El Paso, Texas
11 January 2014
The main culinary question in New Mexico is, red or green? The red chiles are the ones strewn mile after mile along the highway, particularly near the town of Hatch, looking like outsized firecracker papers after a Chinese New Year; but in home after hospitable home on this southward run, I’ve found myself tending to answer: green. Red or green was also the question as I neared El Paso, which I’ve been calling the end of my road since I left Seattle – but the closer I’ve gotten to Mexico, and the further I’ve moved from the cold, the more I’ve been thinking, likewise, green.
I’ve been following the cranes along the river, watching them ripple over the trees and mudflats of Belen and the Bosque del Apache. I’ve been sidestepping syringes in the dirt and sweeping surreptitious campsites for broken glass. For the first time, I’ve walked along the shoulder of an interstate, because there’s a stretch of central New Mexico where it’s the only way to walk from one town to the next. It took phone calls to the county police, the highway patrol, and the Department of Transportation to convince me this was legal, and a dead-end at a backroads RV park office decorated from floor to ceiling with rifles, saddle scabbards, and bone-handled Bowie knives to convince me it was a good idea. I’ve stepped on so many thorns that there’s no hope of ever prying them all out from the soles of my shoes, and every once in a while, they work their way completely through.
Looking at the soles of these shoes, with the right wearing out much faster now than the left, I’ve finally had to admit that I’m limping. My left knee is injured. Whatever is wrong with it is probably complicated, and considering that it’s traveled more than 2,600 miles / 4,100 kilometers in this condition, it isn’t likely to bounce back in a hurry. This is a shame, because a hurry is exactly what I’m looking at for the next fifty days; but more on that later.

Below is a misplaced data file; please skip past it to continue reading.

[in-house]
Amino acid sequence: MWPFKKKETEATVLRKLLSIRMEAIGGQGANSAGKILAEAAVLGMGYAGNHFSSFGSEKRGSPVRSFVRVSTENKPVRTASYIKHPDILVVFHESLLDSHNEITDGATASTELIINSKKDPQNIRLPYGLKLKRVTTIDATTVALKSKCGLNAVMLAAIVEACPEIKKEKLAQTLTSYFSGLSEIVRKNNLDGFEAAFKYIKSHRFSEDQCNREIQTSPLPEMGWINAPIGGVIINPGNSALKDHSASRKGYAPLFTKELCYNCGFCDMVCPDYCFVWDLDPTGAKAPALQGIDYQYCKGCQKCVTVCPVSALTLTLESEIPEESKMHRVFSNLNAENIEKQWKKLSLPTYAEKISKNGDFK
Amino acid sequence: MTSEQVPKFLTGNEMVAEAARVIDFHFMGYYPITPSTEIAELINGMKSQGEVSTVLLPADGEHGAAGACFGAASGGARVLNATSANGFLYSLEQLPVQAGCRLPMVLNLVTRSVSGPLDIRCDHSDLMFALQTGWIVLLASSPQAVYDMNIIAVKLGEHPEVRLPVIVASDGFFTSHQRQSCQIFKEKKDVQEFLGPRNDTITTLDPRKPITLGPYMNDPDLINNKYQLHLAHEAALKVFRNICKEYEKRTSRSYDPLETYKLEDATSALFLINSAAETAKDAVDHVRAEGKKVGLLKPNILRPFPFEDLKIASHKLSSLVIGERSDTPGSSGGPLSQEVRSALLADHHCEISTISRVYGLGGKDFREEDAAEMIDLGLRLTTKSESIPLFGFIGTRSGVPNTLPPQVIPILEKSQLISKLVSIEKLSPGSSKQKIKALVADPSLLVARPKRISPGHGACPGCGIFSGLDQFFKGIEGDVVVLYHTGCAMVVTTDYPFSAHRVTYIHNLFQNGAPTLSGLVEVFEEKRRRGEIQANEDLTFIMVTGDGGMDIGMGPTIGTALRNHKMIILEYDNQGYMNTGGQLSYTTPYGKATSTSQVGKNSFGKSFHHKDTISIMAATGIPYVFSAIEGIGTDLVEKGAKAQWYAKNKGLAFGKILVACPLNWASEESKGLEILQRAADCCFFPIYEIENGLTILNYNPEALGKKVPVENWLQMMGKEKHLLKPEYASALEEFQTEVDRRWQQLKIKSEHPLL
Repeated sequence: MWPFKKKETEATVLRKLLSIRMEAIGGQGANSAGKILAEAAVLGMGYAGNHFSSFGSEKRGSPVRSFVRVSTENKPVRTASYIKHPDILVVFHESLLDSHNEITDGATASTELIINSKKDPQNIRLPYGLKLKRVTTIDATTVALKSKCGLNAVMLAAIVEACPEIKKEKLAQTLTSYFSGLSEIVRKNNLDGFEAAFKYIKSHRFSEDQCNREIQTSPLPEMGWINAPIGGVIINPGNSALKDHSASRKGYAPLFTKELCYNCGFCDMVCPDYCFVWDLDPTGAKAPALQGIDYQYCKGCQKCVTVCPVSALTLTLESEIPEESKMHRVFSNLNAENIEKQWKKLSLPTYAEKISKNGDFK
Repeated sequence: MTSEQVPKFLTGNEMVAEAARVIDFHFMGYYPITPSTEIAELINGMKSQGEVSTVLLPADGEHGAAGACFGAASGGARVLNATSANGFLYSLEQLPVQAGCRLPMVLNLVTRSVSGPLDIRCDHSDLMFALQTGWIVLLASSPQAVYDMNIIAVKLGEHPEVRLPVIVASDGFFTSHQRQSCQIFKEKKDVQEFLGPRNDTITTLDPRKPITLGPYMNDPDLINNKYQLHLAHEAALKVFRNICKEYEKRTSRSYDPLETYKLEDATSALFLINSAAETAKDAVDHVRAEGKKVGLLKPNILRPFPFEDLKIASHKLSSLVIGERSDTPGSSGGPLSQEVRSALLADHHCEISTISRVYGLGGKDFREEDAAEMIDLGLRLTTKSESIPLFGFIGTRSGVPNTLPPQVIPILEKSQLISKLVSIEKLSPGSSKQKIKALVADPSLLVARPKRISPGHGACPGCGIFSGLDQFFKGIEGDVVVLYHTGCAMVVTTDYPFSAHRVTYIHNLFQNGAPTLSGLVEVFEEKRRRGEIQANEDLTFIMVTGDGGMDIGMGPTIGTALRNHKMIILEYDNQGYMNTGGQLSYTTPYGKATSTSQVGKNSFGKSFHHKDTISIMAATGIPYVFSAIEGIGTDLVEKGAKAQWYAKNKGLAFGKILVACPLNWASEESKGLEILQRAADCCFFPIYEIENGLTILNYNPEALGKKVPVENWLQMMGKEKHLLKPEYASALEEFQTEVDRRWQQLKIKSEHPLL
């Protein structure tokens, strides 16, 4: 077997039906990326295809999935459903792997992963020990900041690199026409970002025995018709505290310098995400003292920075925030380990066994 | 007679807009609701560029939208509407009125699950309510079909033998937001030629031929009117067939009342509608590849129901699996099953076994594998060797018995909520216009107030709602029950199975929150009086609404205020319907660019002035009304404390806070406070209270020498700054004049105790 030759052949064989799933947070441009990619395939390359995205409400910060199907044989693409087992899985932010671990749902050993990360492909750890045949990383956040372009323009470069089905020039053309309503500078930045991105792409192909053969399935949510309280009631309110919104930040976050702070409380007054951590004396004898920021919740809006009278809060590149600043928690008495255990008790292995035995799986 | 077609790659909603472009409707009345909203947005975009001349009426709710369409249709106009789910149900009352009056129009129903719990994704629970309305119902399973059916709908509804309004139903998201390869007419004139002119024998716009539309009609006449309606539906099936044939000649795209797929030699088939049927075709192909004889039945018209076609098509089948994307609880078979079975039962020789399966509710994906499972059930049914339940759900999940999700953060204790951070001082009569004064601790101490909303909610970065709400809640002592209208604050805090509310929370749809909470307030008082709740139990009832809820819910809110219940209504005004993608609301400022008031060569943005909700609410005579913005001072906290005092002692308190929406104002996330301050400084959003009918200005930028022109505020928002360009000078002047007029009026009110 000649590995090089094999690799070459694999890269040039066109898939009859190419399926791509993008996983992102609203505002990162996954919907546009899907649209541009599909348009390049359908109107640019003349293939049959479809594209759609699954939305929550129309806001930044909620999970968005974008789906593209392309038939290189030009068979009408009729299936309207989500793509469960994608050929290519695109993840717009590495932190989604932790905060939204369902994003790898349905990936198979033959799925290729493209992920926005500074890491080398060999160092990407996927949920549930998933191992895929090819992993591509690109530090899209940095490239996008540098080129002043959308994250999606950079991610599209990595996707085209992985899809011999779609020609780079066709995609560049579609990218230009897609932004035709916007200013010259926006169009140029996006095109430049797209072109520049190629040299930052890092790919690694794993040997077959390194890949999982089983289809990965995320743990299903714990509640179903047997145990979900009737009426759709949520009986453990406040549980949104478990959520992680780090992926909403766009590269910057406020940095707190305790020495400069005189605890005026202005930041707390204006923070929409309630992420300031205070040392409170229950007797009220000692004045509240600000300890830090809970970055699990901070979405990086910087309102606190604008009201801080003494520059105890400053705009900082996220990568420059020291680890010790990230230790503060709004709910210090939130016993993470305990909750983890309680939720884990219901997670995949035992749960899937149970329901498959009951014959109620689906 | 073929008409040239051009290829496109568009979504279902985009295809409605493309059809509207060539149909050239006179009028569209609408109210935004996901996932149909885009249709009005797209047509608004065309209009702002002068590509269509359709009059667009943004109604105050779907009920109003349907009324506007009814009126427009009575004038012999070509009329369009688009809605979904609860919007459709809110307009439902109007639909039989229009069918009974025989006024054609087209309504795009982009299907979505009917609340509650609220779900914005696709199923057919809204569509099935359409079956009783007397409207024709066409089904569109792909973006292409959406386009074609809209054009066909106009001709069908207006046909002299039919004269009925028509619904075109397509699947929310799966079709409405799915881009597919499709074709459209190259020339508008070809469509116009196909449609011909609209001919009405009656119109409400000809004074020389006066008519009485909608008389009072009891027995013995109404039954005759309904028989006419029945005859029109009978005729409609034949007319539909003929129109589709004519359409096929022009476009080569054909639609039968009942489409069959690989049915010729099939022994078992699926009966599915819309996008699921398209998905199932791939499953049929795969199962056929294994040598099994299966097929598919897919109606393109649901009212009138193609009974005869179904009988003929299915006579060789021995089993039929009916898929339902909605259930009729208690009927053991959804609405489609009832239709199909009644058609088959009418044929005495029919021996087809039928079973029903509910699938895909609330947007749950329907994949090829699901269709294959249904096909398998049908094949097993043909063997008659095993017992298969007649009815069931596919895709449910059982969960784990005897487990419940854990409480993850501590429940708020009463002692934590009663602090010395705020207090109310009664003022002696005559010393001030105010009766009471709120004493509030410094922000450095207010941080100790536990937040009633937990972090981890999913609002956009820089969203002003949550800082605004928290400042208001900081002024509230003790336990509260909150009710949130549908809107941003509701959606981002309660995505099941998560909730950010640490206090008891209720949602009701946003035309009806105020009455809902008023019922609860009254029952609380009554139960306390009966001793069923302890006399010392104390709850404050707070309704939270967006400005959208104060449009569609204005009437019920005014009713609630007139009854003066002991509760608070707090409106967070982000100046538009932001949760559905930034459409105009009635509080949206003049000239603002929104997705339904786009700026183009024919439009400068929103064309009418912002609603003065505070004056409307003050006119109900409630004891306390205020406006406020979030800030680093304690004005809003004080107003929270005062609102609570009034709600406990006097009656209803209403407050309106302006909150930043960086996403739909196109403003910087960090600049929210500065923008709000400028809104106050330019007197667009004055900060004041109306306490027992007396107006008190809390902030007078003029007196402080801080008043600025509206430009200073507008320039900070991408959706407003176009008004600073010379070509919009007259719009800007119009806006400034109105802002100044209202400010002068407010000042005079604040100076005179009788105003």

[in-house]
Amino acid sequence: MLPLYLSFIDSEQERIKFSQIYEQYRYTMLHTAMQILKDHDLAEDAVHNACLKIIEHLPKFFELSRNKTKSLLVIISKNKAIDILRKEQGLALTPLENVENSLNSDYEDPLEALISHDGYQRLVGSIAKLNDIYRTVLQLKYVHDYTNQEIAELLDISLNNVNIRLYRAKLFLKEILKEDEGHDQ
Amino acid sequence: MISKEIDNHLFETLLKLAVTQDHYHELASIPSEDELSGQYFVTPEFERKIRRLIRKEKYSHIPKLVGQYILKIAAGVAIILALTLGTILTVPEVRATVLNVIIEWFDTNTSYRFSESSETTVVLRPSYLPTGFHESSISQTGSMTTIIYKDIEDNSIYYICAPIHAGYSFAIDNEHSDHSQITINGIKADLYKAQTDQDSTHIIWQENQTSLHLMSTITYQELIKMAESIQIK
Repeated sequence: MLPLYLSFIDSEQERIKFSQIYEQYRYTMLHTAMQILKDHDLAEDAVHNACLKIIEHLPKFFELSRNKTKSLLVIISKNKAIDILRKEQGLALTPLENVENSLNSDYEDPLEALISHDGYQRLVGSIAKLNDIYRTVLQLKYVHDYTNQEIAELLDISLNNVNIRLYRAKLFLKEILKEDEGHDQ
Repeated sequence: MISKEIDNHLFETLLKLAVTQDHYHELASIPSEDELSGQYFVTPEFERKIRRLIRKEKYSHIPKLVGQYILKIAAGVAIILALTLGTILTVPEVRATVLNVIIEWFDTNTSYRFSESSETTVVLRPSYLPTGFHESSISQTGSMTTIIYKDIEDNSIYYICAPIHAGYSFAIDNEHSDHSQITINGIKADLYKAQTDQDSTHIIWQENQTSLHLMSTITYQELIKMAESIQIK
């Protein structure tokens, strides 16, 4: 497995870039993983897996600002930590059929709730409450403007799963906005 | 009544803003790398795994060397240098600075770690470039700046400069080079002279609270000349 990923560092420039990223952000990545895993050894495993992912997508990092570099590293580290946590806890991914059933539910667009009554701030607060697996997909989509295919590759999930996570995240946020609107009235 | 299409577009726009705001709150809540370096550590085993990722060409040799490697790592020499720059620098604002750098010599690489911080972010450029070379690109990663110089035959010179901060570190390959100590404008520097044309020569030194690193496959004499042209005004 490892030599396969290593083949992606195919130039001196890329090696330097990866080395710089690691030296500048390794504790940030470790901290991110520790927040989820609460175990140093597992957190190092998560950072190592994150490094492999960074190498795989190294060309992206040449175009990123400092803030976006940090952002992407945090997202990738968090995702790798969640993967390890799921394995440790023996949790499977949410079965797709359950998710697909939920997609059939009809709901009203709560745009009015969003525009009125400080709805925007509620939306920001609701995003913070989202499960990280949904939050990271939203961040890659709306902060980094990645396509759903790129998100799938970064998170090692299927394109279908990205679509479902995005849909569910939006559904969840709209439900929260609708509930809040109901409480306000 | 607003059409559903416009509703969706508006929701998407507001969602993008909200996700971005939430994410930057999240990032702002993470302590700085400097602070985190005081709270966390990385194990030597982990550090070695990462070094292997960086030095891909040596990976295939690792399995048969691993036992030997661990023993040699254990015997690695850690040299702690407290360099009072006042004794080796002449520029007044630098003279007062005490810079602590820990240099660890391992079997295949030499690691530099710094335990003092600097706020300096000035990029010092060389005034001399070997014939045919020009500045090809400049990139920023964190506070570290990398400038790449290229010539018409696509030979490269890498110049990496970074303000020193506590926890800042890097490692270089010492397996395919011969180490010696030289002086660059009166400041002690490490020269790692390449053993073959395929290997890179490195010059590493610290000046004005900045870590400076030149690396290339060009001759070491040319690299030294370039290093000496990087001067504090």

I’ve seen so many restaurants boasting menudo that I finally decided to try some. Restaurants are usually above my station, so I got a can at the supermarket in Truth or Consequences, and subsequently discovered that the phrase “I got a can” will appall anyone who grew up eating menudo at home, while the simple soup itself will appall anyone else. I can’t look at a cow the same way again, that’s for sure.
Around me, landscapes and preoccupations have changed. The juniper in the north gave way to creosote bushes, pickup trucks made room for pony cars, and I finally saw a lowrider. An Albuquerque TV news segment about the return to service of the station’s traffic helicopter, following an unfortunate incident in which someone shelled it with a shotgun, fit a pattern of steadily increasing pandemonium in the local media. I was told not to bother trying to knock on anyone’s door after dark near the border, because fear of beheading has made people cautious; and my contact at the New Mexico Department of Transportation warned me that, as I got close to El Paso, things would get “gross.”
Aside from the menudo, though, things worked out. Last evening I went down to the pedestrian bridge across the river, which is practically hidden at the end of a bustling avenue of used clothing stores in the belt of downtown El Paso where all the conversation is in Spanish, all the plaintive lyrics to the songs are Spanish, and all the jeans mannequins face away from the sidewalk, the better for passers-by to appreciate the one quality of a pair of jeans that truly matters, apparently. Across the border, Juárez; across Paisano Drive, the United States; and in between, sequins, chicharrones, mayoreo y menudeo, taxis, headlights, jeans. The river itself is invisible.
It doesn’t feel like an end, so today I head north. I’ll cross a desert, cross some mountains, and set to work crossing a plain.
The Great Plains.
The West, after all, keeps going east – all the way to the Mississippi, the Gulf of Mexico, and New Orleans – and so, I’ve decided, will I.
Hope the new year is starting well,